Akkoord nabij over rol Europees Parlement in controle EU-budget (en)

Met dank overgenomen van EUobserver (EUOBSERVER), gepubliceerd op dinsdag 25 mei 2004, 9:32.
Auteur: | By Honor Mahony

EUOBSERVER / BRUSSELS - A long-standing dispute between the European Parliament and EU member states over who should have the final say over the EU's budget in the new Constitution looks to be drawing to a close following a meeting of EU foreign ministers in Brussels.

A proposal circulated by the Irish Presidency on Monday morning (24 May) received a "general welcome", according to Irish foreign minister Brian Cowen.

Mr Cowen said the text had "struck a balance" between the member states and the European Parliament.

"There is a solution there hopefully - subject to further consultation with the European Parliament".

Under the proposals, the European Commission puts forward a draft budget.

'Acceptable' compromise

If the Council and the European Parliament are unable to reach agreement, it goes to the so-called conciliation procedure where both sides try to reach consensus.

Under the new proposals by the Irish Presidency, there is more leeway for both sides to agree at this stage.

If, after three weeks, they still cannot reach an agreement, the European Commission will come up with a new budget proposal.

This is a significant change, as, under the last proposals, member states were given the last say.

Speaking after the negotiations on Monday, Klaus Hänsch, one of the European Parliament's representatives in the discussions said it was "acceptable".

Parliament still keeps the "final say" over the budget, he added - something which has been a red line issue for the Brussels assembly.

The original text of the Constitution had proposed this, but towards the end of last year several member states had objected to MEPs having this power.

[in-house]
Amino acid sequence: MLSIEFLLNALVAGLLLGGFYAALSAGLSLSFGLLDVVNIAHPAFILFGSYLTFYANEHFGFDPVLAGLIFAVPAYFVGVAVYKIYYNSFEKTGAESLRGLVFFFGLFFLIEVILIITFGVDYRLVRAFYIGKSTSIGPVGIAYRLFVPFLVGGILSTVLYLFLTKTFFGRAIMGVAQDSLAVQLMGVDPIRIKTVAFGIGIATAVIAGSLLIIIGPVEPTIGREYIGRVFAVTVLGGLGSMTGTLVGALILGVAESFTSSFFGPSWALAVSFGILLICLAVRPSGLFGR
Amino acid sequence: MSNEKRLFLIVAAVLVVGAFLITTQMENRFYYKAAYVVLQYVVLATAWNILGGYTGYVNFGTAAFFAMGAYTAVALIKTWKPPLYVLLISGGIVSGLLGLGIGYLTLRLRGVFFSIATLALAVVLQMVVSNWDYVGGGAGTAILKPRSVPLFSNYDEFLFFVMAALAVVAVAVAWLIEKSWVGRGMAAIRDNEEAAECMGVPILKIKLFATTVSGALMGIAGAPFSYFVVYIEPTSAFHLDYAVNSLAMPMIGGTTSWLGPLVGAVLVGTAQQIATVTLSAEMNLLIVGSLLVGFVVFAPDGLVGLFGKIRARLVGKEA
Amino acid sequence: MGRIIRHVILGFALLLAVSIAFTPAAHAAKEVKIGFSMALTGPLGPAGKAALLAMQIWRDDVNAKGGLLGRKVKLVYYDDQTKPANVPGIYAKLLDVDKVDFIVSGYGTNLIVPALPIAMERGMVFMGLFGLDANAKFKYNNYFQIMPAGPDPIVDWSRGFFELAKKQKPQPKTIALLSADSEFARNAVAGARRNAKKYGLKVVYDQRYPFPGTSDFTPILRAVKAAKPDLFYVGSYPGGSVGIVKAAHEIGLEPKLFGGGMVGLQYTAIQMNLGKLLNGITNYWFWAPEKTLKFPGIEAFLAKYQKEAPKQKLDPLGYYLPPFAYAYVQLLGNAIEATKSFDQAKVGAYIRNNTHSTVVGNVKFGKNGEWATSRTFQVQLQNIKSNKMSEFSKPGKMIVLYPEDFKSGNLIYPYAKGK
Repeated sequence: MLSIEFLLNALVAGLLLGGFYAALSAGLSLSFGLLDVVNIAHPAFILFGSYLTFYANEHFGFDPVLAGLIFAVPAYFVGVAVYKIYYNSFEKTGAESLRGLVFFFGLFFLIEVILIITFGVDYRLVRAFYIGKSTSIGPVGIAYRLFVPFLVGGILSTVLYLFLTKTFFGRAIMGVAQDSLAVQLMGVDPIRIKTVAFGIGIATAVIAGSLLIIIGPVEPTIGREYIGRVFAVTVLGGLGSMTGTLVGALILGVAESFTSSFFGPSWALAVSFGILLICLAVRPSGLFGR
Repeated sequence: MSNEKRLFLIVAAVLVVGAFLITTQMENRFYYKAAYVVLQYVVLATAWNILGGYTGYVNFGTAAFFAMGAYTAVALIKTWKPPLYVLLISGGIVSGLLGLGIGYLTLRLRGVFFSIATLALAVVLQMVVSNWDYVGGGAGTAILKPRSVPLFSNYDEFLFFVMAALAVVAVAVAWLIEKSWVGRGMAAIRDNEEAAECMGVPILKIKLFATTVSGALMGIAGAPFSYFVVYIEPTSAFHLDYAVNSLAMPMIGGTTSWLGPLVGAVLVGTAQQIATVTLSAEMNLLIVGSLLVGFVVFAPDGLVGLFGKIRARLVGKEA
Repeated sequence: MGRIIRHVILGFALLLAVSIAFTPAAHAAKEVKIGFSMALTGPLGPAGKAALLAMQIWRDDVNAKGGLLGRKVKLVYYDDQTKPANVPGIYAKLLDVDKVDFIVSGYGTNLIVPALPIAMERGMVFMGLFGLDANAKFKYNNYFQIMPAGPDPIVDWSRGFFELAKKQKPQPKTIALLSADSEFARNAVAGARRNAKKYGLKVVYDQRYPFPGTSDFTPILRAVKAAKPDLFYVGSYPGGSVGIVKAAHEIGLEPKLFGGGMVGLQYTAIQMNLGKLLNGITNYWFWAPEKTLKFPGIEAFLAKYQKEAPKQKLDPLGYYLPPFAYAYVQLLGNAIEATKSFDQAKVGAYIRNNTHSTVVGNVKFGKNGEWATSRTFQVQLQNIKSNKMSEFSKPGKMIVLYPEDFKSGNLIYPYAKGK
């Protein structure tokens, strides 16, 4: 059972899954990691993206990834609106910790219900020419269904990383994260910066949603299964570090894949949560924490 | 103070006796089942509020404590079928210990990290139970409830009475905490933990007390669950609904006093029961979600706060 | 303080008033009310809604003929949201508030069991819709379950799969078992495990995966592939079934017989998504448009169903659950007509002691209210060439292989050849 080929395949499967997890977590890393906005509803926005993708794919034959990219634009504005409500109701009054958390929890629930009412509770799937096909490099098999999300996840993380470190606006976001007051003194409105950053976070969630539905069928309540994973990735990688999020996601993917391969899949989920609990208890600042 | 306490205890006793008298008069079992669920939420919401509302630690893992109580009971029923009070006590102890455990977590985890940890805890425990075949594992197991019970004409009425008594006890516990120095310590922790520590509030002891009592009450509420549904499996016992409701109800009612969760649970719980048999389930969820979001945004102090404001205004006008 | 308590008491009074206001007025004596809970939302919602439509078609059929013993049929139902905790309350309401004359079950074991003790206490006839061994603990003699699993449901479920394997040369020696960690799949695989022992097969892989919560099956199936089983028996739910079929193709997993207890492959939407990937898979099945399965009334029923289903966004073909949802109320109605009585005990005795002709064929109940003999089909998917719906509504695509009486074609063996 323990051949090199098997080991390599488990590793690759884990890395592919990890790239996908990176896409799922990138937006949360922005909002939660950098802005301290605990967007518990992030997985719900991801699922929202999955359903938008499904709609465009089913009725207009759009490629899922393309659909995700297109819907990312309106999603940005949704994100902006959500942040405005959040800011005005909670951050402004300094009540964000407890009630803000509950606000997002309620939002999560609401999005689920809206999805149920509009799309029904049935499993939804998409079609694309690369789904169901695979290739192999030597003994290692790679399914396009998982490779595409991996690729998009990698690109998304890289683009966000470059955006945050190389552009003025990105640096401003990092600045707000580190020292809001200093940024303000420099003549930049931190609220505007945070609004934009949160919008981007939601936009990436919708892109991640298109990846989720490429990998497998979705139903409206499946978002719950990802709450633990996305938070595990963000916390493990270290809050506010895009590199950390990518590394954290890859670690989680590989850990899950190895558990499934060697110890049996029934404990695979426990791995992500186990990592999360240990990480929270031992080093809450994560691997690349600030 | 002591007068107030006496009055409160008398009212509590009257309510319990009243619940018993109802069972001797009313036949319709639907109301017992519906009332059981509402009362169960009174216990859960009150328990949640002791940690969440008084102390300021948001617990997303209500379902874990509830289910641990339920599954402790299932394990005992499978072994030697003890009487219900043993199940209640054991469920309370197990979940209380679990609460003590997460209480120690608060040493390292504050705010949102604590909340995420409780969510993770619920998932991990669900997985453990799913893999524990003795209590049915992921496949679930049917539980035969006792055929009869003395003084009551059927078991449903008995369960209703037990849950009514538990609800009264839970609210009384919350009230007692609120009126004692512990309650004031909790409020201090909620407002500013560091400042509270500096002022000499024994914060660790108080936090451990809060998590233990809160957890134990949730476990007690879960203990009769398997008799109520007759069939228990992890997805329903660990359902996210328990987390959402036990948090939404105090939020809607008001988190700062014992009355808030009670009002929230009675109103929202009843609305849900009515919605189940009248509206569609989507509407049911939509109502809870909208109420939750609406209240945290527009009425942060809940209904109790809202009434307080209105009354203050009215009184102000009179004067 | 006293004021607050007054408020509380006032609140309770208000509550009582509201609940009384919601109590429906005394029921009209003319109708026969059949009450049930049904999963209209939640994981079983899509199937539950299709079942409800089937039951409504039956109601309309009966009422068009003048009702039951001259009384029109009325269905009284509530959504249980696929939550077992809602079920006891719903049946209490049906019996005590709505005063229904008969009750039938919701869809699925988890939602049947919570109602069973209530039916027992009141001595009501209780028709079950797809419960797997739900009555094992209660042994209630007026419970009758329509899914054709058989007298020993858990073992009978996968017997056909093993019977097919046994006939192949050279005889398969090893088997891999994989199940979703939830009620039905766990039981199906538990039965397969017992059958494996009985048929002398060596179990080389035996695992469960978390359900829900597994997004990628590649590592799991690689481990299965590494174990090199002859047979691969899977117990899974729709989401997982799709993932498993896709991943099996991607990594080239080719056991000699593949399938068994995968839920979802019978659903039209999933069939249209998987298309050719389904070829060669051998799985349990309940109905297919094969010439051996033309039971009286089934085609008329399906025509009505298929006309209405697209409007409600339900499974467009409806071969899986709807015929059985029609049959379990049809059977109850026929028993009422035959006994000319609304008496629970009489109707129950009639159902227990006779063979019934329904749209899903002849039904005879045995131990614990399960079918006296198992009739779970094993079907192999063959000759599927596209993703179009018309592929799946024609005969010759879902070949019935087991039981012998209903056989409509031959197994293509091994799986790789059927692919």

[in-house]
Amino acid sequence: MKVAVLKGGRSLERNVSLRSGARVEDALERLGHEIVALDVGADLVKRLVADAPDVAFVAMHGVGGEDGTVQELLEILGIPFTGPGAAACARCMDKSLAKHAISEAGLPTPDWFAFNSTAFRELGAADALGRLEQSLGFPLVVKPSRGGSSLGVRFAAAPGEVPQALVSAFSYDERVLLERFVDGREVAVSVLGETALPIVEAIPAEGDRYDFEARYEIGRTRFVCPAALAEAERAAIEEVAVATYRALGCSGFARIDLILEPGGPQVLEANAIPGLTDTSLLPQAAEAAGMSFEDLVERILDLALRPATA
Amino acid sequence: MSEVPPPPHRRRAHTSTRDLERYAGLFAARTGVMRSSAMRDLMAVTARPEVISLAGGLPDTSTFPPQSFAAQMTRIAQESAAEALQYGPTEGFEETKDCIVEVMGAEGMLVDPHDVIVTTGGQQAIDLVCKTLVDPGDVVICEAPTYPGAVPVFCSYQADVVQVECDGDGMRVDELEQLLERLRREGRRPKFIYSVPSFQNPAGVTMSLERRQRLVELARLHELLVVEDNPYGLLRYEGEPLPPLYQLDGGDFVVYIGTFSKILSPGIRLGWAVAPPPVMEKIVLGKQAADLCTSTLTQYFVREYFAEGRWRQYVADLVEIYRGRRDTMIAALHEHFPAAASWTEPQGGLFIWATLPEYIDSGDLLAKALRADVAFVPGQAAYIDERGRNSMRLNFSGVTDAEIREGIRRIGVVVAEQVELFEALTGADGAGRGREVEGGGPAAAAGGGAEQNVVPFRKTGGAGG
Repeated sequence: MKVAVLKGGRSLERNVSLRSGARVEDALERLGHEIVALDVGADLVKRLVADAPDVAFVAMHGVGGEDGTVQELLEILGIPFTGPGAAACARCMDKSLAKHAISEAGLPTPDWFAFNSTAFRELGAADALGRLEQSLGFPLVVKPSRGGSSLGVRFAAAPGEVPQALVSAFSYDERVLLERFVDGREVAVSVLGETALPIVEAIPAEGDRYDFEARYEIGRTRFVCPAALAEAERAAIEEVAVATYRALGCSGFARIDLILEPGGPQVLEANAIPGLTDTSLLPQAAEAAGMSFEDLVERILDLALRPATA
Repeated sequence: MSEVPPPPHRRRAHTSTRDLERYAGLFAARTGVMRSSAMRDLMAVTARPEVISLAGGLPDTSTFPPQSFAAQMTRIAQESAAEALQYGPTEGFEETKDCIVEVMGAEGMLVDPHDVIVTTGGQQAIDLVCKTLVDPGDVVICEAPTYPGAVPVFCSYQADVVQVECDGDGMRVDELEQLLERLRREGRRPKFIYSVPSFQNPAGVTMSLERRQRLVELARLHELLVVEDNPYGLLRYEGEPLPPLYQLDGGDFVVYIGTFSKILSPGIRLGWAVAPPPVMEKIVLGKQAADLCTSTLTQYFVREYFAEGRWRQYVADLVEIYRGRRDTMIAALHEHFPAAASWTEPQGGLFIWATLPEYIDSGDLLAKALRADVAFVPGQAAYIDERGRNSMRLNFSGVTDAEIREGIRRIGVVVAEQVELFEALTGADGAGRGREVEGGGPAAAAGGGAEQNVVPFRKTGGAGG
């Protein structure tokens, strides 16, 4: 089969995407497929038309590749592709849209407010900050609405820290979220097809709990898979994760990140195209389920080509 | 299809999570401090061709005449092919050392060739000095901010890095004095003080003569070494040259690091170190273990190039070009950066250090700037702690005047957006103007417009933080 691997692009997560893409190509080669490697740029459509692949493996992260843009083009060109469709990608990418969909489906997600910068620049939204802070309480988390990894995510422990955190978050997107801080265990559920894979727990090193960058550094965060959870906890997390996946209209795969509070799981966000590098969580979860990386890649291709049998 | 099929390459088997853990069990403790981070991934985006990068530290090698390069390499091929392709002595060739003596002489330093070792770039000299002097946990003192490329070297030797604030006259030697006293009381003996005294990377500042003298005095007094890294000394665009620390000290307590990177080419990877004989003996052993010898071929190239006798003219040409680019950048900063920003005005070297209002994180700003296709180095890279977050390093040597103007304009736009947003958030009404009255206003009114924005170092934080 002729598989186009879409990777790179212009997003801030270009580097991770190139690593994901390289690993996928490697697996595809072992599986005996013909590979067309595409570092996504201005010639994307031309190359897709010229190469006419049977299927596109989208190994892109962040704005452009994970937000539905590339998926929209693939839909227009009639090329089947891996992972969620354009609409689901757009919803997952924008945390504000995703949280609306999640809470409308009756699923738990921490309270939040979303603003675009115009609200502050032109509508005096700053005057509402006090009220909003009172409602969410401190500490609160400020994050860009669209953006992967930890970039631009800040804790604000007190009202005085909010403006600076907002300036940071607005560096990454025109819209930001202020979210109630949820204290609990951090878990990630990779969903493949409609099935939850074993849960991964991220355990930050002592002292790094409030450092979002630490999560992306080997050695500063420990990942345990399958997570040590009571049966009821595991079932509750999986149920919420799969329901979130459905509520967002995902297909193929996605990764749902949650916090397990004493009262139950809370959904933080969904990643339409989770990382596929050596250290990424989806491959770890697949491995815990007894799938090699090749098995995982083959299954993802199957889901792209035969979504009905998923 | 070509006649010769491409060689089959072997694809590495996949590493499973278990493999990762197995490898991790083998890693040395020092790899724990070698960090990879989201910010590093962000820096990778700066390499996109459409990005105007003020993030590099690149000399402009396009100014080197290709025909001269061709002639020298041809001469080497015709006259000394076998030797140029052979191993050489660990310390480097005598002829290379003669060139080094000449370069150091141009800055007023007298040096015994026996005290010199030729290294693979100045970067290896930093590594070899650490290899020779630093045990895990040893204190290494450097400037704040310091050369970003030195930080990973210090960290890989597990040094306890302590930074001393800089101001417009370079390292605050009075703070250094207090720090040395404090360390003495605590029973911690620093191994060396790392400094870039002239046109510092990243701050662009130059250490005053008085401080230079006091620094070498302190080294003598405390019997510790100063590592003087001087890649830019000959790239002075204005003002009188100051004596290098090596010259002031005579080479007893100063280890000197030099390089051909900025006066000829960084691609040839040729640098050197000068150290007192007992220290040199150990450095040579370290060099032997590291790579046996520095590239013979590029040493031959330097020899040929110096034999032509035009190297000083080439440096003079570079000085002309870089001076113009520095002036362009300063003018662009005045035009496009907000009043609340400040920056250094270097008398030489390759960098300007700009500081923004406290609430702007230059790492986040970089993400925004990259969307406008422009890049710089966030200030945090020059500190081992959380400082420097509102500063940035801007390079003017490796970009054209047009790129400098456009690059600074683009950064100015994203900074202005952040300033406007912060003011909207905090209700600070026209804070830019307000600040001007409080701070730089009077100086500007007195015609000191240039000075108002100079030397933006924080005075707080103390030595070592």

Things still to do

Fine-tuning this agreement is one of several issues the Irish Presidency still has to deal with before EU leaders meet for a final round of negotiations on the Constitution on 17-18 June.

They have to present an overall compromise on all the institutional questions - including the size of the Commission, the minimum number of seats in the European Parliament and the proposed new voting system.

On top of this, they must also sort out the controversial issue of whether a reference to Christianity be included in the Constitution, as well as a host of other questions including the common commercial policy of the EU, and the team presidencies that will run the EU in the future.

Another tricky question to be solved concerns so-called, 'bridges' or 'passerelles'. These would allow the EU to introduce the use of qualified majority voting if this is agreed upon unanimously by the European Council - without having to go through the difficult and protracted process of amending the Constitution via national ratification procedures.

However, Mr Cowen presented a fairly upbeat picture on Monday.

"We have made progress ... I think things are going as planned", he said.

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